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Brother of burned bus driver Kester David angry at Metropolitan Police failure to suspend officers for investigation 'errors'
The brother of a bus driver who burned to death in Palmers Green has condemned police for not suspending officers despite “a catalogue of errors” in their investigation.
The Metropolitan Police announced earlier this month that it would reopen its investigation into the death of Kester David, 53, of Russell Avenue, Wood Green after his family took legal action over mistakes made by detectives.
Mr David’s body was found with 100 per cent burns underneath a railway arch in Broomfield Lane on July 7, 2010, and detectives decided he took his own life by dousing himself in petrol and setting himself alight.
But after a leaked internal report found that officers had failed to interview vital witnesses who heard screams at the time of the death for more than a year – amongst other mistakes that amounted to “a failing in duty” – his brother, Roger David-Griffith, said that the decision not to discipline officers was “incredible”.
He told the Enfield Independent: “The officers are still walking around after this neglect and the Independent Police Complaints Commission hasn’t done anything or stepped in – how can that be?
“They said they had reopened the murder investigation but they still haven’t met with us, we haven’t heard anything since they announced this.”
He added his family were demanding that the full damning internal probe into the initial Met investigation be made public “in the interests of transparency”.
The January 2012 report, by Inspector Brian Casson, found investigating detectives Detective Inspector John Cardow and Detective Sergeant Christopher Kirk had not checked CCTV footage, failed to cross-reference DNA from the scene, did not examine mobile phone evidence and ignored potentially key witnesses.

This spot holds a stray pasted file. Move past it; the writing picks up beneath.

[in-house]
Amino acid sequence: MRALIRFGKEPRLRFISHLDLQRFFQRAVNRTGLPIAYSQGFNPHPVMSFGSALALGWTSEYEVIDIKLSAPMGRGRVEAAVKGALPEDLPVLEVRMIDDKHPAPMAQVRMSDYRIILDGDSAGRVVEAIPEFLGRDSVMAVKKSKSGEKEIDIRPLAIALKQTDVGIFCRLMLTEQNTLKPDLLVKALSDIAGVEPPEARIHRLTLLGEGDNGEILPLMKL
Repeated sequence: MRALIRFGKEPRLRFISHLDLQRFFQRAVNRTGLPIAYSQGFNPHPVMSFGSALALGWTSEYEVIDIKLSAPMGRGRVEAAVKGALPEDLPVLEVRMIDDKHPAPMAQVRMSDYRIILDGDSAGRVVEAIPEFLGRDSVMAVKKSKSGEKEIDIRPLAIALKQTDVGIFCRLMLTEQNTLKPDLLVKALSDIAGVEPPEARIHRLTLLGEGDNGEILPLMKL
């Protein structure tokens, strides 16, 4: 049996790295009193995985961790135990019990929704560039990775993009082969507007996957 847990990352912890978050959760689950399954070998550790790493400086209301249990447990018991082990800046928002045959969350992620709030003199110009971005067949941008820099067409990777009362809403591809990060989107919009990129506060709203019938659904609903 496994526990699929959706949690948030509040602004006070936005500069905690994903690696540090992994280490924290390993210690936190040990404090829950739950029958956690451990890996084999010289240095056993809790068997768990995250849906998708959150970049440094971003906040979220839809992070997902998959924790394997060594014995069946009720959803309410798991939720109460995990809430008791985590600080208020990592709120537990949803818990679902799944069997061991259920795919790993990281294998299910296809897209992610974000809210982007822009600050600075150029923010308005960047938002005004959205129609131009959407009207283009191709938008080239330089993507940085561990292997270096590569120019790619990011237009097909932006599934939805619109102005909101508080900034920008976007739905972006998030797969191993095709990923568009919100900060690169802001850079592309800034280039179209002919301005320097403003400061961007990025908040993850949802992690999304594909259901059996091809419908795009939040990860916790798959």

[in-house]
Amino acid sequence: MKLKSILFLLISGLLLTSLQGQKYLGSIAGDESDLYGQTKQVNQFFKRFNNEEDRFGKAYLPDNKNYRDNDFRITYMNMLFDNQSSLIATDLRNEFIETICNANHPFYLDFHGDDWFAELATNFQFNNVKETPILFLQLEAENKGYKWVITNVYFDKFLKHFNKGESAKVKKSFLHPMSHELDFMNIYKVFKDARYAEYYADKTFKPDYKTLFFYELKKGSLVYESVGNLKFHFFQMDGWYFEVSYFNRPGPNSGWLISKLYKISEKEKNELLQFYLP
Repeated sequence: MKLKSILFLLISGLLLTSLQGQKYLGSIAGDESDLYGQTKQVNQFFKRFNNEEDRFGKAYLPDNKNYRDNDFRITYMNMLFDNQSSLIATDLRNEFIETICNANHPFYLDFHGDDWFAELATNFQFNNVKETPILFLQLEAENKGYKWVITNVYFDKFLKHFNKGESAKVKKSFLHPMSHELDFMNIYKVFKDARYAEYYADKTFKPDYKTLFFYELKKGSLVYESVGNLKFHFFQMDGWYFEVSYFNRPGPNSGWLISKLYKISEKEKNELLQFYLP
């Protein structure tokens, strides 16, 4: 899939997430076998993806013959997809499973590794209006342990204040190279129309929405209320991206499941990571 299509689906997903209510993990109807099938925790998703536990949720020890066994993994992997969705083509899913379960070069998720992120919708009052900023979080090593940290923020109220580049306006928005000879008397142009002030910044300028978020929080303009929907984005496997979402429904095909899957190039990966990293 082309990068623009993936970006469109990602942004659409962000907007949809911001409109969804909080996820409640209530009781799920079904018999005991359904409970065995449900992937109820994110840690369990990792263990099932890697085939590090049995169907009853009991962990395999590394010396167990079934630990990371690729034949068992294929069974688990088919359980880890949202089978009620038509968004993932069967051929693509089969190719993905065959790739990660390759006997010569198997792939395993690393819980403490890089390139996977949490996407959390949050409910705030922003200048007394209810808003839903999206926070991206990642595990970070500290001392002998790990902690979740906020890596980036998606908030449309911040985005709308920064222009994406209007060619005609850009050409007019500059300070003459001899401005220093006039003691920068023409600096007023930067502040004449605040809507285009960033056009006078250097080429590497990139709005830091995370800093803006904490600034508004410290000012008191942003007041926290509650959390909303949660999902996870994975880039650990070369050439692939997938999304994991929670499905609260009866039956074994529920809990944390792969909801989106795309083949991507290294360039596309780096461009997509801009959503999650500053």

The CCTV footage has now been lost, along with possible images of a van crucial to the investigation.
A coroner gave an open verdict into the death last year, saying that murder could not be ruled out.
Mr David’s family believe he was murdered because he was a police informant and that the investigation by officers would have been more thorough if he was white, although Inspector Casson found “no evidence of racial prejudice”.
Mr David had worked at the Arriva bus garage in Wood Green for ten years, and was wearing his uniform when he died.
Met Commissioner Bernard Hogan-Howe told MPs last week that he had personally ordered the reopening of the investigation because of the family’s complaints and reports in the press.
In a statement, the Met Police said: “Following concerns from Mr David's family, two reviews into the investigation were carried out by senior officers from Enfield borough in September 2011 and January 2012.
“The results of those reviews remain under consideration and detectives from the homicide and serious crime command are to reinvestigate.
“They retain an open mind about the circumstances of Mr David's death. Officers will be in close contact with the family throughout the investigation to discuss its progress with them.”